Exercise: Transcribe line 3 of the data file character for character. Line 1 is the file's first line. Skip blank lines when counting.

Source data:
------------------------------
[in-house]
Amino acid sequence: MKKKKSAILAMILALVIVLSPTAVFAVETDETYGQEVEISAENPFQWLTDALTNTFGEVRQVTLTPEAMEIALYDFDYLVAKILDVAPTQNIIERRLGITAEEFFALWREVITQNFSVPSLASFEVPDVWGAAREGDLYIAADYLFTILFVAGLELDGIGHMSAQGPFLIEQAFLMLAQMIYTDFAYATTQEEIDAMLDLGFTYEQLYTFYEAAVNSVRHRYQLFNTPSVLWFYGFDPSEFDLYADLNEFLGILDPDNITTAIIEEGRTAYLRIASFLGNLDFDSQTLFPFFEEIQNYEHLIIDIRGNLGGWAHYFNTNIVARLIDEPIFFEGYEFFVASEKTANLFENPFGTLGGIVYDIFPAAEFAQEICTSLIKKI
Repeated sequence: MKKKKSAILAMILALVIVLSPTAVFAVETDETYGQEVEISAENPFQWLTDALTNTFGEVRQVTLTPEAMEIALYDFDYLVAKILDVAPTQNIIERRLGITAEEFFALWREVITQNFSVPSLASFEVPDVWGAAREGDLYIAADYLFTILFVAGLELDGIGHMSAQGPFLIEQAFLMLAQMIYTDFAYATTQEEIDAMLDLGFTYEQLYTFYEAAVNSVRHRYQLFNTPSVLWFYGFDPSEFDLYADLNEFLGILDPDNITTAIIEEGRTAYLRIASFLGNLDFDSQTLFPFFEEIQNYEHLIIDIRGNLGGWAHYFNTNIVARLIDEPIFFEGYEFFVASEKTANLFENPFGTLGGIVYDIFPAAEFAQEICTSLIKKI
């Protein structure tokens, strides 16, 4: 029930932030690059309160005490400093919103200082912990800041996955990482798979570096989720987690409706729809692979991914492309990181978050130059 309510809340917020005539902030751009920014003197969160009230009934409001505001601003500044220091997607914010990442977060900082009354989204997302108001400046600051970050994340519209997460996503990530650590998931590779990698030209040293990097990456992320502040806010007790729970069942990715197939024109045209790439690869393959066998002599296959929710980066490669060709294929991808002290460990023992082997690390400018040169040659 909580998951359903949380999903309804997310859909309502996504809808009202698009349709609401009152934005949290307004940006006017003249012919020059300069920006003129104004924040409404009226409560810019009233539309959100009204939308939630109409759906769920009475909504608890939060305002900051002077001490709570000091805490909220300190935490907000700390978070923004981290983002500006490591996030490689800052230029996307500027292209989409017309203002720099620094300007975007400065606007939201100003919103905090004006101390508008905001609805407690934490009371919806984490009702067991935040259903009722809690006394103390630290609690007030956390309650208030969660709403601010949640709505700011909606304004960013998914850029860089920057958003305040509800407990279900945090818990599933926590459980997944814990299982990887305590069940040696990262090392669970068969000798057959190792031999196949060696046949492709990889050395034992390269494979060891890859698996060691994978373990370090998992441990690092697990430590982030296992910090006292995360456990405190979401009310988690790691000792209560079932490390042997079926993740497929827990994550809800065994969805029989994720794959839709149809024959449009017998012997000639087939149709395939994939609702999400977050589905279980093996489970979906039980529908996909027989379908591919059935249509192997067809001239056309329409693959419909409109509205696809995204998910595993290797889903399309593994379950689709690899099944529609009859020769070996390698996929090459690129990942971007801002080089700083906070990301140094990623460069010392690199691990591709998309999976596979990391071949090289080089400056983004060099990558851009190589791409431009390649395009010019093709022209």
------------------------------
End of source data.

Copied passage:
Repeated sequence: MKKKKSAILAMILALVIVLSPTAVFAVETDETYGQEVEISAENPFQWLTDALTNTFGEVRQVTLTPEAMEIALYDFDYLVAKILDVAPTQNIIERRLGITAEEFFALWREVITQNFSVPSLASFEVPDVWGAAREGDLYIAADYLFTILFVAGLELDGIGHMSAQGPFLIEQAFLMLAQMIYTDFAYATTQEEIDAMLDLGFTYEQLYTFYEAAVNSVRHRYQLFNTPSVLWFYGFDPSEFDLYADLNEFLGILDPDNITTAIIEEGRTAYLRIASFLGNLDFDSQTLFPFFEEIQNYEHLIIDIRGNLGGWAHYFNTNIVARLIDEPIFFEGYEFFVASEKTANLFENPFGTLGGIVYDIFPAAEFAQEICTSLIKKI